Monday, April 30, 2012

SNOPA - Proposed Federal Legislation on Employer Social Networking Password Requests

I try to get out . . . but just keep getting sucked back in. The firestorm over employers requesting employees' (or job applicants') Facebook passwords just won't die. Now, Congressman Engel (D-NY) has introduced the Social Networking Online Protection Act ("SNOPA") (HT Eric Meyer). Let's break this thing down:

Who's Protected? - Employees and applicants.

What's Protected? - "[U]ser name, password, or any other means for accessing a private email account . . . or [a] personal account . . . on any social networking website."

What's Prohibited? - The employer can't "discharge, discipline, discriminate against in any manner, or deny employment or promotion to, or threaten to take any such action against" an employee/applicant who refuses to hand over the protected information. There's also an anti-retaliation provision that prohibits the same actions against an individual who files a complaint, institutes a proceeding, or testifies (or is about to testify) in any such proceeding.

Or Else What? - Up to $10,000 in civil penalties, and/or injunctive relief (filed by Secretary of Labor in U.S. District Court).

Anything Else? - Yeah, there are also similar provisions for colleges, universities, and elementary and secondary schools.

You can read the legislation, embedded below (or click here to view online):

Image: Facebook logo used in commentary on Facebook.

Friday, April 27, 2012

Employers, Are You Ready for the New NLRB Rules on 4/30/2012?

Remember the NLRB poster requirement? It was scheduled to take effect (after numerous delays) on April 30, 2012. In case you missed it, the NLRB put the rule on hold pending the outcome of some court cases. So, take those posters and throw them in the garbage post them at your own discretion.

But, that's not the only rule that was scheduled to go into effect on Monday. The NLRB also plans to implement new election rules (often derisively called "quickie" or "ambush" elections by those opposed to the rule). If you're not doing anything this weekend, here's a great reading list to make sure you're ready for Monday!
Have a great weekend!

Image: NLRB logo used in commentary on the NLRB. Not official use.

University Employee's Right to Bring a Gun - COTW #89

The employee in Mitchell v. University of Kentucky (opinion here), kept his gun in his car . . . even when he went to work at UK. Unfortunately for him, the school has a policy prohibiting possession of a deadly weapon on campus (or while conducting University business). The university finds out, and the employee gets fired.

Not so fast! The employee strikes back with a wrongful termination claim. Generally, to bring a wrongful termination claim, the employee must show that he or she was terminated in violation of an established public policy (like a statute or constitutional provision).

By Kentucky statute:
No person or organization, public or private, shall prohibit a person licensed to carry a concealed deadly weapon from possessing a firearm, ammunition, or both, or other deadly weapon in his or her vehicle.
KRS § 527.020(4). He did have a license. Sounds promising... just one problem... the statute requires "compliance with" § 237.115. Hmmm, ok, and what does that say? It generally protects:
[T]he right of a college [or] university . . . to control the possession of deadly weapons on any property owned or controlled by them.
Suddenly the tables have turned, and the university looks like they're sitting pretty, right? Just one more twist . . . the university has the right to control the possession of deadly weapons, "[e]xcept as provided in KRS 527.020."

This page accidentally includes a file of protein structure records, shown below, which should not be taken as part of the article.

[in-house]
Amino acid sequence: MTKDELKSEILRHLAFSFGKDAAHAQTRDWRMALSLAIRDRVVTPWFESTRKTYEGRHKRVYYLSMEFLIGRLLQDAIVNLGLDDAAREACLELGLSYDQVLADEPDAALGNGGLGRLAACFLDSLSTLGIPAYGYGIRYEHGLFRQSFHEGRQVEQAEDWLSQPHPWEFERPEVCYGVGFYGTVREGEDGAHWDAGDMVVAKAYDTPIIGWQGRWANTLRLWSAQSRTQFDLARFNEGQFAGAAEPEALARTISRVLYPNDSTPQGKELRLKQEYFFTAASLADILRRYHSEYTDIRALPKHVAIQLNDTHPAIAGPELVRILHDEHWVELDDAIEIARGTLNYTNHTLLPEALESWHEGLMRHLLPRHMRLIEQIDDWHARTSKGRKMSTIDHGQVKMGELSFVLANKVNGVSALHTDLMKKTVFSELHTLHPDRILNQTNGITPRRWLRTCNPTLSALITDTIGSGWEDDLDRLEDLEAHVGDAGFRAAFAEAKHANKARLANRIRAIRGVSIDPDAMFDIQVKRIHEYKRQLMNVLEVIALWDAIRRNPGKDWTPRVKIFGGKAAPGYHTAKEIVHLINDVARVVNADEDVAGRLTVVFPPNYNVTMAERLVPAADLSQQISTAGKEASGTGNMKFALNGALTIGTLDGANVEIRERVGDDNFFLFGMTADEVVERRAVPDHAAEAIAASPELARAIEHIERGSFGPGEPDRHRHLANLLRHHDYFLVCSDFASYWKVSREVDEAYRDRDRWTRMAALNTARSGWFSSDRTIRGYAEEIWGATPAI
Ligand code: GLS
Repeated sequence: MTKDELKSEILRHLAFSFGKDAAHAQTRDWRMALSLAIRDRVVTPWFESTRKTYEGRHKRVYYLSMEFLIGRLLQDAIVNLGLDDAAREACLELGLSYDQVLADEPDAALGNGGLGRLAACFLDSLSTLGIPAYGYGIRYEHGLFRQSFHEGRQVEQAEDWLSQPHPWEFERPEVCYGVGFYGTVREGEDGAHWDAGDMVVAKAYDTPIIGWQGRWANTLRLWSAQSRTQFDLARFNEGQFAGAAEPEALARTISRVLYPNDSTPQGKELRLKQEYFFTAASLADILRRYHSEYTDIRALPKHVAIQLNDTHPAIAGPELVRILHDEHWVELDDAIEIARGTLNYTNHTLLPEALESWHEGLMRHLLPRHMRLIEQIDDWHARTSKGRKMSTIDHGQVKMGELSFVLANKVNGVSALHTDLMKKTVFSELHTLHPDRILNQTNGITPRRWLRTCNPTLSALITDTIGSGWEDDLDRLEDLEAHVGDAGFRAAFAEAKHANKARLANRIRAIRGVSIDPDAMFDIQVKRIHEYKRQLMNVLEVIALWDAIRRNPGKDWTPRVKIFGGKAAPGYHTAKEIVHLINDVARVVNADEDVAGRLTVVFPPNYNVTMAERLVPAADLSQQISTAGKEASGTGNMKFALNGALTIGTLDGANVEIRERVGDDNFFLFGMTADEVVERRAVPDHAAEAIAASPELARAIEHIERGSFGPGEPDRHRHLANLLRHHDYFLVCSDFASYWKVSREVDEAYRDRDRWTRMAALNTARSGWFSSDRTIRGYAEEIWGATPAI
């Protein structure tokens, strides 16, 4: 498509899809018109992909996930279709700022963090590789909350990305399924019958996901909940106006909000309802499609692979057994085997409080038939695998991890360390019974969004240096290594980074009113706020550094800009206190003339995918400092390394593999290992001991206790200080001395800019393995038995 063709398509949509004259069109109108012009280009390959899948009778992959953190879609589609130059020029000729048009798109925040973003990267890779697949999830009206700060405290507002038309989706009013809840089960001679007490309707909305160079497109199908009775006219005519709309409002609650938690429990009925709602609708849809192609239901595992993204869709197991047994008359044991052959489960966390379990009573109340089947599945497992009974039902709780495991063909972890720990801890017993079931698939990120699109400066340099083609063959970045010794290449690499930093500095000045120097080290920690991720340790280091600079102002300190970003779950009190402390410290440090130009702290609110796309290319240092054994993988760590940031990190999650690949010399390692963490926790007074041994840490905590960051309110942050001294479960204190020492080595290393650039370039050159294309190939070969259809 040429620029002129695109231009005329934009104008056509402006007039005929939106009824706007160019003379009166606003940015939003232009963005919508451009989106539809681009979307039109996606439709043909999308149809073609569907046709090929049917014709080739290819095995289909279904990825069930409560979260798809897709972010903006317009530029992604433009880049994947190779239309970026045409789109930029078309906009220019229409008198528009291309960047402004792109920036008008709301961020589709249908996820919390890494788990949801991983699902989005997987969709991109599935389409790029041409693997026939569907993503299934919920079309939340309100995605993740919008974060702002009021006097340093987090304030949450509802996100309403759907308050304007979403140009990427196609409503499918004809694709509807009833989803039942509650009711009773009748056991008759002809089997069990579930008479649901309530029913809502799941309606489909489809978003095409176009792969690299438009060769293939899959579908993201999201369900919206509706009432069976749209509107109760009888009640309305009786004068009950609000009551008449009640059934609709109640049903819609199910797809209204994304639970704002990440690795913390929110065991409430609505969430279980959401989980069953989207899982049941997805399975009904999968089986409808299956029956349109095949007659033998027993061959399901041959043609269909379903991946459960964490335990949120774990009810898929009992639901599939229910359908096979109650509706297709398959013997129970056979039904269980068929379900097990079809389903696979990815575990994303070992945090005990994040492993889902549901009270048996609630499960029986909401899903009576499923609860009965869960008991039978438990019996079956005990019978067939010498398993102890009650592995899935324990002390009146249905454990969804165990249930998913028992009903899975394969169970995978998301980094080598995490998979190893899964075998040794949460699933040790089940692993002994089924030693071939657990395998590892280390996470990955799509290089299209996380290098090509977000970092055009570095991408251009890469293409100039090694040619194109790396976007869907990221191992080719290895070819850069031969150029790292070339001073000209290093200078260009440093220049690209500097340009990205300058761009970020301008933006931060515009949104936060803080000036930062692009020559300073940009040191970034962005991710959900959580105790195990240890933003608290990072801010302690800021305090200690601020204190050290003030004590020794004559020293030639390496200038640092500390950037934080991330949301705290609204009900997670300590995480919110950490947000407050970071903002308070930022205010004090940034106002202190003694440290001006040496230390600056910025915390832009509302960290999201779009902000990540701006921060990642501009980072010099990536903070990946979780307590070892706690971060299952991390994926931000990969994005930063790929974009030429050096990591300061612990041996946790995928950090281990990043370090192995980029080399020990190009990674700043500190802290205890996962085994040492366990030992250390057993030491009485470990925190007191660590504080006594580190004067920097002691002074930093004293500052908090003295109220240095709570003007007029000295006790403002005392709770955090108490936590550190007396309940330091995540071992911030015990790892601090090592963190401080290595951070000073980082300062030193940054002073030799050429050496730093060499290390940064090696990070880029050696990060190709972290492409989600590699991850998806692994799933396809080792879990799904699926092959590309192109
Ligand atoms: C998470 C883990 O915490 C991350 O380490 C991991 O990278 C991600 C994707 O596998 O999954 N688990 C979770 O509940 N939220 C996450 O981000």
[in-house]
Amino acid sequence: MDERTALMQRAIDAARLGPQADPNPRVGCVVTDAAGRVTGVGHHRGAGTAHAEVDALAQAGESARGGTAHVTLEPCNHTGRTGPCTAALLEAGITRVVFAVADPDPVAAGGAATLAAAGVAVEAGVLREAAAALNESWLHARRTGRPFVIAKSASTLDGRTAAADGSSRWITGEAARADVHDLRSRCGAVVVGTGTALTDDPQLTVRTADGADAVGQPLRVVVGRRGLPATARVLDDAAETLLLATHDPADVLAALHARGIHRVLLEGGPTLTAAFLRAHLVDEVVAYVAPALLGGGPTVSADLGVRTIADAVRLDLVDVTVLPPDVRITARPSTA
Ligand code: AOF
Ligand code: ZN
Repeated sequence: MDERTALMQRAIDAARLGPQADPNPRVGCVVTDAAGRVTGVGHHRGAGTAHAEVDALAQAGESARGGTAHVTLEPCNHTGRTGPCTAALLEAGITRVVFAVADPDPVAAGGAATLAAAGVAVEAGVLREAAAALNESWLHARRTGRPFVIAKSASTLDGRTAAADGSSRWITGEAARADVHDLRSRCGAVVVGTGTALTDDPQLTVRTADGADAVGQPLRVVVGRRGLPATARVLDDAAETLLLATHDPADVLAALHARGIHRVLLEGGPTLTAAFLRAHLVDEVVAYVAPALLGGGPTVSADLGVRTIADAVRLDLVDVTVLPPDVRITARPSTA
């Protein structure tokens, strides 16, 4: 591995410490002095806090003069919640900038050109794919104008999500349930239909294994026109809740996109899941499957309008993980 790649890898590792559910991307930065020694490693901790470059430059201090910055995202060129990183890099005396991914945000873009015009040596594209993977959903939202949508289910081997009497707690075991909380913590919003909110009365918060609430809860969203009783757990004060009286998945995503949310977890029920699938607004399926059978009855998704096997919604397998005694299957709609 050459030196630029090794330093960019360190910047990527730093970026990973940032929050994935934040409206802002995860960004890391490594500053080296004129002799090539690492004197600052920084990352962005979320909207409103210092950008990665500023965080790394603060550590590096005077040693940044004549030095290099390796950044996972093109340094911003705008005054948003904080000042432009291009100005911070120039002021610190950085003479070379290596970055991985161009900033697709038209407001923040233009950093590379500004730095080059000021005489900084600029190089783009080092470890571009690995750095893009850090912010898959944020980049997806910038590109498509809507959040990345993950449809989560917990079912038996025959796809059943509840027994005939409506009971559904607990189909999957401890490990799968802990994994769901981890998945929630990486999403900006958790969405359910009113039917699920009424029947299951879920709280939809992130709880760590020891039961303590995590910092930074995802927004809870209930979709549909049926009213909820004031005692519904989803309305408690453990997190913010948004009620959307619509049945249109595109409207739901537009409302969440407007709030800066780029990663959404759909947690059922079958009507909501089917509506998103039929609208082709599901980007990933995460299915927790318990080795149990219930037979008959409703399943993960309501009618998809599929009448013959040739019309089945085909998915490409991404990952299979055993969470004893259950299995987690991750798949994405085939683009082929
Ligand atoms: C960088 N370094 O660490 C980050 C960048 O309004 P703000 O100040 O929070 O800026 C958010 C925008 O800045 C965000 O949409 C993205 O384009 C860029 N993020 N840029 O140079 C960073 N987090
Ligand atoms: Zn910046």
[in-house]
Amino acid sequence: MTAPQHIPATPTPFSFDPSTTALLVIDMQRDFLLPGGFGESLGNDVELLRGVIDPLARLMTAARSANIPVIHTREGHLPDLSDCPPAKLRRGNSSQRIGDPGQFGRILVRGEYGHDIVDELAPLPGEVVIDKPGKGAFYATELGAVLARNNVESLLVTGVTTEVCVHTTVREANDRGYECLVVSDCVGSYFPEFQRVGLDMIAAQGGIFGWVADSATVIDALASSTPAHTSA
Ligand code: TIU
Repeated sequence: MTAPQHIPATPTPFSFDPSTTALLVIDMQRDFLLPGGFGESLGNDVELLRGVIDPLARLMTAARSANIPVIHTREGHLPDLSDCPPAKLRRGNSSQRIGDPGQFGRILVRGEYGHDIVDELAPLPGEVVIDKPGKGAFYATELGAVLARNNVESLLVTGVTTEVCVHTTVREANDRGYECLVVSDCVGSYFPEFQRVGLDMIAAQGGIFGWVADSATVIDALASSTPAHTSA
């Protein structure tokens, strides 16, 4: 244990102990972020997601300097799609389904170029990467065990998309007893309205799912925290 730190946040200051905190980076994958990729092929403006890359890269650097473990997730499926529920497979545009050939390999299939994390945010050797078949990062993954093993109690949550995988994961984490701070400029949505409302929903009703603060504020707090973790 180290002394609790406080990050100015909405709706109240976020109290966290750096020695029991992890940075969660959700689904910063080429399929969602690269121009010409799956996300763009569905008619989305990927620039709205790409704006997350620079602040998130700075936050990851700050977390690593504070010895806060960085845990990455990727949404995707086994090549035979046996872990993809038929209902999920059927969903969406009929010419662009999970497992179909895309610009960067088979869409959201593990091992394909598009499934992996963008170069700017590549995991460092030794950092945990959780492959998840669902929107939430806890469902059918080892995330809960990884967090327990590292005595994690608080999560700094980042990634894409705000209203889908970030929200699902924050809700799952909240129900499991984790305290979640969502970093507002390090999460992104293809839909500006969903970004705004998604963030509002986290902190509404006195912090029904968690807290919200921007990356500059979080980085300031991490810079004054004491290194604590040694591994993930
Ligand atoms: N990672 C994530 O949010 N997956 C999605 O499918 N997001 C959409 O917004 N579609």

So, if you've been paying close attention:
  • The employee has the right to keep his gun in his car, so long as he complies with the statute that protects the university's right to control possession of deadly weapons on campus.
  • But, the statute that protects a university's right to control deadly weapons contains an express exception for the statute that protects the employee's right to keep his gun in his car.
Sounds like a big circle to me! The Court ultimately resolves the issue (can I call it a conundrum?) in favor of the employee, who is allowed to proceed with his wrongful termination claim. Although the case depends on Kentucky law, it's an interesting fact pattern, an unusual wrongful termination claim, and a good example of complex statutory interpretation.

HT: Euguene Volokh and his conspiracy.

Thursday, April 26, 2012

EEOC Issues Guidance on Using Arrest and Conviction Records

It has been a busy week for the EEOC! After holding that transgender discrimination is sex discrimination on Tuesday, they issued guidance regarding employer use of arrest and conviction records yesterday. The EEOC issued this press release, announcing the updated Enforcement Guidance on Employer Use of Arrest and Conviction Records in Employment Decisions Under Title VII of the Civil Rights Act of 1964. The EEOC also issued this Question and Answer document regarding the updated guidance.

Image: EEOC logo used in commentary on EEOC. Not official use.

Wednesday, April 25, 2012

EEOC: Transgender Discrimination is Sex Discrimination (Full Opinion Here)

Title VII prohibits employment discrimination "based on . . . sex." It does not expressly protect transgender individuals. It does not protect against discrimination based on "gender identity." But, does the plain meaning of the text in Title VII afford protection to transgender individuals anyway?

Yesterday, the EEOC issued an opinion with a straightforward holding:
Thus, we conclude that intentional discrimination against a transgender individual because that person is transgender is, by definition, discrimination "based on . . . sex," and such discrimination therefore violates Title VII.
That's a pretty clear holding. This is hardly groundbreaking legal analysis though. The District of D.C. reached a similar conclusion back in 2008, the Eleventh Circuit held that transgender discrimination is sex discrimination under the Constitution's Equal Protection Clause, and other courts have applied similar analysis. Also, many states and municipalities expressly prohibit discrimination on the basis of "gender identity." Bottom line: If you're an employer, discrimination against transgender individuals is playing with fire.

Why does the EEOC opinion matter? Well, it's a nationwide opinion in that it should serve as precedent for all of the EEOC regional offices to follow. Of course, the courts in any given jurisdiction are not obligated to follow the opinion, but they may afford the EEOC's view some deference.